All Access Construction


Waler Concrete Retaining Wall Forming System

How to build a retaining wall: We won’t bore you with all the technical jargon that structural engineer’s use. Just know the waler forming system is one of the many ways to form a concrete retaining wall the right way.

This slide show will walk you through the process.

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We start by drilling multiple  ¾ inch plywood  We drilled approximate 18 – 9/16 holes in ¾ inch plywood. (picture 1)

Once concrete footing is poured we snap a couple chalk lines to place our footing plates using 2*4 doug fir. This allows us to erect our plywood and prevents blow outs during the pour.. While plywood is going up its very important that the plywood is plumb and true. (Picture 2 & 3)

For walls over 6 feet and up we’ll place the plywood vertical. (Picture 4)

Once we get the back side erected. We start placing our snap ties, wedges, as well as 2*4. As you can see we use a lot of lumber during this process.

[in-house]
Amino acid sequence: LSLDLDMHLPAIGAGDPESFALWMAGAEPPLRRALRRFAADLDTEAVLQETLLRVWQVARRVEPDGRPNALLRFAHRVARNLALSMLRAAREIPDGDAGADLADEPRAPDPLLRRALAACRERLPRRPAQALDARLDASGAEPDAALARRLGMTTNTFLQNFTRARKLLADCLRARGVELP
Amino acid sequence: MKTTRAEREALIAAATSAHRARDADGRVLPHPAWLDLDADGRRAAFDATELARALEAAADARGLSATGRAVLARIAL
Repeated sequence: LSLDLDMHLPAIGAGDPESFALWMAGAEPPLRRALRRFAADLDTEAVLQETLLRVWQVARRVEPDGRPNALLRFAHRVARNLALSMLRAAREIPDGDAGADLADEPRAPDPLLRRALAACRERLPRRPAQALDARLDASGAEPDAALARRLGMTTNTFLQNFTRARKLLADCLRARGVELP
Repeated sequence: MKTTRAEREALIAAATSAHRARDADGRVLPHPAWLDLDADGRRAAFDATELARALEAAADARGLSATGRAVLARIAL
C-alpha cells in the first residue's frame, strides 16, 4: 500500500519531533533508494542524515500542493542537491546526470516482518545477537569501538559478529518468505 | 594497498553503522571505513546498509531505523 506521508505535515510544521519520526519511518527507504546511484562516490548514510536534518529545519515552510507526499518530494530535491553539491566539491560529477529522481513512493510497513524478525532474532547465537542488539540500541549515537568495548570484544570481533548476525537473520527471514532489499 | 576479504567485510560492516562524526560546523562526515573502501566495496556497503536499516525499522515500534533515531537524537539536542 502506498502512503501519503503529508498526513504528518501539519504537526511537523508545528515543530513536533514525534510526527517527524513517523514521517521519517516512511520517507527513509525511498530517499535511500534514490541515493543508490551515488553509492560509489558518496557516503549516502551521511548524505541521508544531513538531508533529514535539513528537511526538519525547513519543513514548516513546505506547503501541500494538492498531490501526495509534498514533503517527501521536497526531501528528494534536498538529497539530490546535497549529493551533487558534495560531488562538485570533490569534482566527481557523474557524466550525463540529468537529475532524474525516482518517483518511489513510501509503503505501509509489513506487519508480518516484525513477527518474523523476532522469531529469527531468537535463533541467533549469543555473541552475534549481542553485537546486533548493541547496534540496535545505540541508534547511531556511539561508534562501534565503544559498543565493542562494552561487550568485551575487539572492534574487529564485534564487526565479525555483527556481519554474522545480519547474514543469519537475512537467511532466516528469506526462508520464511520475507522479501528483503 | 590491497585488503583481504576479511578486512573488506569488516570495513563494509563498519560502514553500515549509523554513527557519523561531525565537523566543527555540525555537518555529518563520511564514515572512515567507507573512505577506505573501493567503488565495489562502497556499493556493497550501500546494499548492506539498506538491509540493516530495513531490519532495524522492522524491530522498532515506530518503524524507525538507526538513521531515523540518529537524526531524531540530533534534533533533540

The snap ties helps hold the wall together while the wall is being pored.

snap ties for concrete pour bay area

The wedges we use are made from high carbon strength and heat treated for added strength. (Pictures 5, 6 & 7)

One of our final things we do to help better secured the wall is installed form aligner braces with the 2 *4’s. This also helps align the retaining wall. (Picture 8 )

We repeat the process for the front side.

Check out the video to how to build a retaining wall.

Here is another retaining wall we built using the waler system

Who is All Access?

From concrete to retaining walls, modern landscape to pavers. All Access is one of the Bay Area and Northern California’s most well–respected hardscape and landscape contractors. Contact us for your next project by making an appointment online or the old fashion way 510-701-4400

Excavation contractor San francisco bay area

6 comments on “How to Build a Concrete Retaining Wall
  1. My wife and I are hoping to re-landscape our backyard by adding some retaining walls to help level out our downward slope in our backyard. It was interesting to read that you’ll snap chalk lines and use douglas fir 2 x 4’s to pour the concrete footings. Since my wife and I don’t have the time, tools, or experience, we’re hoping to find a professional who can do this work for us.

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